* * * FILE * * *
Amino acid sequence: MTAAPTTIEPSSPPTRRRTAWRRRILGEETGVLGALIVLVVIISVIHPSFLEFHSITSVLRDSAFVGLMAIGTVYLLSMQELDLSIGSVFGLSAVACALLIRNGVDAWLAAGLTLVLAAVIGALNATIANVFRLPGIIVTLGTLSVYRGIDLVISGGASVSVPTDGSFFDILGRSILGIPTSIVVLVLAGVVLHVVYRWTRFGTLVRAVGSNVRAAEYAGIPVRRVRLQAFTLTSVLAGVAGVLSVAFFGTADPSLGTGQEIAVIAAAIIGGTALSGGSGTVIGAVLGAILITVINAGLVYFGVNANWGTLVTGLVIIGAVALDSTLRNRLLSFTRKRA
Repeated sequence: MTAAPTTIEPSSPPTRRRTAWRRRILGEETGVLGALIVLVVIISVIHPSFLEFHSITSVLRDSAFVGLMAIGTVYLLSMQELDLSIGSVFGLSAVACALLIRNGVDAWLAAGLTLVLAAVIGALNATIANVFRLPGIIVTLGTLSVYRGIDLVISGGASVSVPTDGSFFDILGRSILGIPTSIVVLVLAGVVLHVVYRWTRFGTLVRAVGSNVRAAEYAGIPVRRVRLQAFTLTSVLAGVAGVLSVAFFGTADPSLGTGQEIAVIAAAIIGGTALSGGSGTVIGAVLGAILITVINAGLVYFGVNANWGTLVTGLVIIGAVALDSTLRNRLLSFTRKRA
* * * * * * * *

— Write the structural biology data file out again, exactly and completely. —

Amino acid sequence: MTAAPTTIEPSSPPTRRRTAWRRRILGEETGVLGALIVLVVIISVIHPSFLEFHSITSVLRDSAFVGLMAIGTVYLLSMQELDLSIGSVFGLSAVACALLIRNGVDAWLAAGLTLVLAAVIGALNATIANVFRLPGIIVTLGTLSVYRGIDLVISGGASVSVPTDGSFFDILGRSILGIPTSIVVLVLAGVVLHVVYRWTRFGTLVRAVGSNVRAAEYAGIPVRRVRLQAFTLTSVLAGVAGVLSVAFFGTADPSLGTGQEIAVIAAAIIGGTALSGGSGTVIGAVLGAILITVINAGLVYFGVNANWGTLVTGLVIIGAVALDSTLRNRLLSFTRKRA
Repeated sequence: MTAAPTTIEPSSPPTRRRTAWRRRILGEETGVLGALIVLVVIISVIHPSFLEFHSITSVLRDSAFVGLMAIGTVYLLSMQELDLSIGSVFGLSAVACALLIRNGVDAWLAAGLTLVLAAVIGALNATIANVFRLPGIIVTLGTLSVYRGIDLVISGGASVSVPTDGSFFDILGRSILGIPTSIVVLVLAGVVLHVVYRWTRFGTLVRAVGSNVRAAEYAGIPVRRVRLQAFTLTSVLAGVAGVLSVAFFGTADPSLGTGQEIAVIAAAIIGGTALSGGSGTVIGAVLGAILITVINAGLVYFGVNANWGTLVTGLVIIGAVALDSTLRNRLLSFTRKRA